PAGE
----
about midnight. Just as he was about to open the door, three black soldiers came
along, one of whom shot Hays dead. These soldiers belonged to the Thirty-eighth
Infantry, at that time stationed at Fort Hays,
and had come to town that evening and became intoxicated.
While in this condition they undertook to enter a brothel but were
refused admission and began raise a ruckus. They then went to a barber's
shop, where they began to smash things up and caused the black barber to
flee for safety.
They then resolved to
go out and kill the first man they met, and Hays was unfortunately the first man
they saw -- unceremoniously shooting and killing him. Next morning the barber
related to the sheriff how the three soldiers had acted in his shop and what he
had heard them say, whereupon the sheriff, taking the barber with him to
identify the soldiers, went to the fort to arrest the men. The troops were drawn
up in line, the three soldiers identified and arrested.
murderers were then locked in a cellar in Hays City to await further examination
the following morning. However, that evening, they were taken from the cellar by
vigilantes, who took them to the trestle-work that crosses a ravine about 400
yards west of the depot, where ropes were adjusted to their necks. They were
then lifted up and dropped down between the ties where they hung until morning.
Railroad men found their lifeless bodies the next day and cut them down. Their
remains were then taken back to the fort, where they were buried.
many of the worst characters left and followed the railroad to Sheridan, Kansas,
the majority of the brothels and saloons remained, and in these took place many
a bloody encounter. In the spring of 1872, a dispute occurred one evening in
front of Kelly's Saloon on North Main Street. At that time, Peter Lanahan was
the County Sheriff, and upon hearing of what was going on, went down to quell
the disturbance. Pistols were being freely used and when the sheriff tried to
interfere, a man named Charles Harris, who at that time, was working as a
bartender for a man named Thomas Dunn, fired at him, hitting the lawman in the
abdomen. With the sheriff shot and wounded, a woman named Em Bowen, the
proprietress of a noted brothel, ran out with two revolvers which she gave to
Sheriff Lanahan. The lawman then immediately commenced firing, killing Harris
instantly. Though mortally wounded Lanahan then went into the Kelly’s Saloon
where the guns were blazing.
man named Kelly, who kept a saloon in another part of the town, was a
participant and when the sheriff commenced firing, this younger Kelly crept
under a table, and while there Lanahan reached over and fired four shots at him.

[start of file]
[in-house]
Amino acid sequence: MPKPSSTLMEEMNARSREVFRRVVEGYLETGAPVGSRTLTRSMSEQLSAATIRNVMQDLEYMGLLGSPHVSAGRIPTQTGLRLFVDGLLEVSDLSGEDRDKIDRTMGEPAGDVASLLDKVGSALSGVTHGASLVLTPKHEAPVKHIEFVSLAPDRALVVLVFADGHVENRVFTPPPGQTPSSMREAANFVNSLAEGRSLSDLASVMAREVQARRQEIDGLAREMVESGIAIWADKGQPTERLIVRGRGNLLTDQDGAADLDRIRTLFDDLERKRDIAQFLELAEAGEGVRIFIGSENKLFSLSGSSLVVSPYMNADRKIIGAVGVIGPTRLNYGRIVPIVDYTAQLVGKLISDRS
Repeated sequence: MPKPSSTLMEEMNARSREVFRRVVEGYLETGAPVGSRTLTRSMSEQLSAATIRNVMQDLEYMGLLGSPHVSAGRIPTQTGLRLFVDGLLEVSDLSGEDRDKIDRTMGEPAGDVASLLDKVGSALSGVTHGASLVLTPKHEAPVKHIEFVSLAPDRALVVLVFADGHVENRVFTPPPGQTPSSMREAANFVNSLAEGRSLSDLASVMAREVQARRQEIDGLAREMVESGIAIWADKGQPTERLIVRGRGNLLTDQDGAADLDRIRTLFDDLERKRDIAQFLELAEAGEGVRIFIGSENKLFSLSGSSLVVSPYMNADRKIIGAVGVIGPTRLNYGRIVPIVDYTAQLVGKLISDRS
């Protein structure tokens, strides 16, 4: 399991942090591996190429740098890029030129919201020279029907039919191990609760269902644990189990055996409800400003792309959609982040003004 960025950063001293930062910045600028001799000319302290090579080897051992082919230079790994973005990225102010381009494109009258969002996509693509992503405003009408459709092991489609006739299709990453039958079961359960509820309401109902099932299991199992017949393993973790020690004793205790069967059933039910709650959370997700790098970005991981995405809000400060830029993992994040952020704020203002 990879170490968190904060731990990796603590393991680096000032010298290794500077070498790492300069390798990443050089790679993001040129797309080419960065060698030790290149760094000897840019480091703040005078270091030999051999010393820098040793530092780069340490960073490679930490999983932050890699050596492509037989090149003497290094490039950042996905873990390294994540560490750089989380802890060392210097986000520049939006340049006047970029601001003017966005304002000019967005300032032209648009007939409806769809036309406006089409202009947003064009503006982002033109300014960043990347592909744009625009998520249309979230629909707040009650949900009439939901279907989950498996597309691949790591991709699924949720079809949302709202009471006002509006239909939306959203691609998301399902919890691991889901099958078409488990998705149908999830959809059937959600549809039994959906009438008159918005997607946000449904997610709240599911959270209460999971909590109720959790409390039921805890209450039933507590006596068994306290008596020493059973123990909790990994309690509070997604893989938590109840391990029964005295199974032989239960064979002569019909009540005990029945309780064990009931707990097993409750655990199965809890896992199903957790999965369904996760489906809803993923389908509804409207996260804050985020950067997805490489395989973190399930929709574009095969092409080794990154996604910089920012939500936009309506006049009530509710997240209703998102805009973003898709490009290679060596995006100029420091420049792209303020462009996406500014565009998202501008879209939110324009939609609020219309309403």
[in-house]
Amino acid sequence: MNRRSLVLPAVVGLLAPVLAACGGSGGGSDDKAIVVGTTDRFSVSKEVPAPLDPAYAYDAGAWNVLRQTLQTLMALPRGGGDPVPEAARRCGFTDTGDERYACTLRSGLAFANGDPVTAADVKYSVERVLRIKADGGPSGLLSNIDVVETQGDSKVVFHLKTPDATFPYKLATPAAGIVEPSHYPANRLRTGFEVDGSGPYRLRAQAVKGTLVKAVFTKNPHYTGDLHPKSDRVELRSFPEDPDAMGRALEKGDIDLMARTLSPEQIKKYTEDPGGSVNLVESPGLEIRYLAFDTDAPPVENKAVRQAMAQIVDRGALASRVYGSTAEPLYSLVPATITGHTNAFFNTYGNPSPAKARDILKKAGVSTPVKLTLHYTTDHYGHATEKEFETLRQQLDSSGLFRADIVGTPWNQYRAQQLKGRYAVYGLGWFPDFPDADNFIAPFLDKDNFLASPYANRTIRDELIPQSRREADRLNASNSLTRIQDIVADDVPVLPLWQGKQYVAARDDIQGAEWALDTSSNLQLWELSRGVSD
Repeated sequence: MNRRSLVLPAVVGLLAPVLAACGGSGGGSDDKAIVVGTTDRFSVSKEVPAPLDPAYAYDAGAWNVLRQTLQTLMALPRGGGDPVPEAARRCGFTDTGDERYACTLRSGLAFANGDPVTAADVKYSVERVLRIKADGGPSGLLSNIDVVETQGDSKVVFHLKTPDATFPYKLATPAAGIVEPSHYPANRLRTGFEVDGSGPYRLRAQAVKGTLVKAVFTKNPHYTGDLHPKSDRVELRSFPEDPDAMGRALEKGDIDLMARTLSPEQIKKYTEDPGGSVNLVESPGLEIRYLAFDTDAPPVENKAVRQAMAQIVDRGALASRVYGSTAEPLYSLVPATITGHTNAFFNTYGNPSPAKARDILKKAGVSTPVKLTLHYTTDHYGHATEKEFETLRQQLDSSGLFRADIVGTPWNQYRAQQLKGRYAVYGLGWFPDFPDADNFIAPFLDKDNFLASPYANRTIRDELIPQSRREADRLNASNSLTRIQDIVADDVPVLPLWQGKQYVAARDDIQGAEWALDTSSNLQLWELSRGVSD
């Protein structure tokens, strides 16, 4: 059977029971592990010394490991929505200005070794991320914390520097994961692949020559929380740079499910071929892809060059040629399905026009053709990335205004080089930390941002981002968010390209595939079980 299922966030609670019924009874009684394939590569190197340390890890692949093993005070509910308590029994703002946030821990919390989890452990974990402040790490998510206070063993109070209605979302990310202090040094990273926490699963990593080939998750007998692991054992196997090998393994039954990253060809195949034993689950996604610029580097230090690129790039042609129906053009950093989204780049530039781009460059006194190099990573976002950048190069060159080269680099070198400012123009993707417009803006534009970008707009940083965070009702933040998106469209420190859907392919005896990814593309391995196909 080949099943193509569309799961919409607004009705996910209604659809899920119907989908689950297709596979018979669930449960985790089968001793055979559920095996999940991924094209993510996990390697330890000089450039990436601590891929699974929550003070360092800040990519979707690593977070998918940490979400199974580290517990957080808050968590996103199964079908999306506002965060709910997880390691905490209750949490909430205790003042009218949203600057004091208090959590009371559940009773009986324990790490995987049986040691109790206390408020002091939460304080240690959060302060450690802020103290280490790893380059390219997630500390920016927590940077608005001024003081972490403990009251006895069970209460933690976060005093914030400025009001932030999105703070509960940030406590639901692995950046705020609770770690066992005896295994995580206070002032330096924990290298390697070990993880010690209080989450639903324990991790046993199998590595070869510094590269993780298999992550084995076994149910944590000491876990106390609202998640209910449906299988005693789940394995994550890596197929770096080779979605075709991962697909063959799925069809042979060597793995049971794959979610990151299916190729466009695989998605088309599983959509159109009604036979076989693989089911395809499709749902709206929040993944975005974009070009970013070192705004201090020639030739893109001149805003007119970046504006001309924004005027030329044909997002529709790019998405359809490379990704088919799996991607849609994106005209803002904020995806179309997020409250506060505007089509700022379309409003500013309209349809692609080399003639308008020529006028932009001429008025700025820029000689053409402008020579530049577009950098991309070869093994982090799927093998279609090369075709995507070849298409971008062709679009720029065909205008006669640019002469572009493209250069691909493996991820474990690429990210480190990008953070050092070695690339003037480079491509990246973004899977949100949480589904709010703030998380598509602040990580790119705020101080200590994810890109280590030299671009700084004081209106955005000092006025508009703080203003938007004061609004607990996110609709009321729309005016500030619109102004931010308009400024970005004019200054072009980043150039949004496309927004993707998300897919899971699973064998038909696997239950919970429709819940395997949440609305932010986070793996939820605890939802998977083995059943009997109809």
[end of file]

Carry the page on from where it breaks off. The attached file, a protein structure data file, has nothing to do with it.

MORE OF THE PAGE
However, the lawman was becoming weak and unsteady from his wound, his aim was
uncertain and Kelly escaped unhurt. Lanahan, becoming exhausted, then sank to
the floor and was carried into Em Bowen’s brothel, where several people rendered
him the best assistance they could. While there, the younger Kelly, who had
escaped from Kelly's Saloon, returned with a rifle, and placing himself in front
of the brothel where Lanahan lay dying, commenced firing into the house,
wounding a man named May in the knee. The sheriff was then carried to the
courthouse where he died the following day.
Hays was a violent place in its early days as evidenced by these
two dead soldiers, Privates George H. Sumner and Peter Welsh,
in front of a saloon in 1873.
there is a patch of ground known as "Boot Hill," and why it was thus named
will sufficiently indicate what kind of place
was during its early
days. This particular piece of ground was the burial place for those who died
violent deaths – in gunfights or other aggressive manners. These parties were
buried without ceremony, with their boots on, and from the fact that 45 of these
rough characters were buried there, it received the name of "Boot Hill."
years after the murder of John Hays and the hangings of the three black
soldiers, an outbreak among the black soldiers stationed at Fort Hays
occurred in 1874. At that time, the fort was garrisoned by the Ninth
Regiment of Colored Cavalry, who sought to revenge the hangings of the three
soldiers who had killed John Hays.
One night a party of the Ninth went to town prepared to
"clean it out," as they expressed it. The people hearing of this, armed
themselves and determined to resist the premeditated "cleaning out" process. The
black cavalry came into
armed and a fight immediately began between
the soldiers and the citizens. In the end, the citizens were victorious and six
of the soldiers were killed – there bodies afterwards thrown into a dry well.
From that time, on the residents of
were determined that law and order
In the meantime, the law abiding residents of the
town were making progress on establishing a civilized city. The first school was
a private one, established in 1869 and the following year, a public school was
opened. The following year, Hays
became the permanent county seat.
bonds were issued to build a court house, and before long, a stone building was
erected, the basement of which is used for a county jail. That same year $12,000
in bonds were issued for the erection of a schoolhouse, which was built about
two blocks west of the court house. The
Hays City Times newspaper was also
established in 1873 by Allen & Jones but its existence was very short.
February, 1874, the
Hays City Sentinel was established by W. H. Johnson, but
changed hands several times over the next several years. In 1875, the United
States Land Office for the district of Western Kansas was opened in a frame
building on North Fort Street. That same year, H.P. Wilson built a two-story
stone hotel on Chestnut Street that was known as the Pennsylvania House.
By the mid 1870's the railroad had extended its
tracks farther west and with it went the teamsters, railroad workers, soldiers
and famous characters of the day.
gradually quieted down and began serving as a point of arrival for immigrants,
most notably a group of ethnic Germans from the Volga region of Russia.
First arriving in Hays in February,
1876, these immigrants would establish a number of small villages around the
Hays area, including
Victoria and several others. That same year,
newspaper was established by J. H. Downing, which quickly became the “official”
newspaper of the city.
Henry Krueger erected a large two-story stone building on South Fort Street
which was used as a public hall. That same year, the first church was built – a
frame chapel for the Catholics.
suffered a fire on January 13, 1879 which destroyed the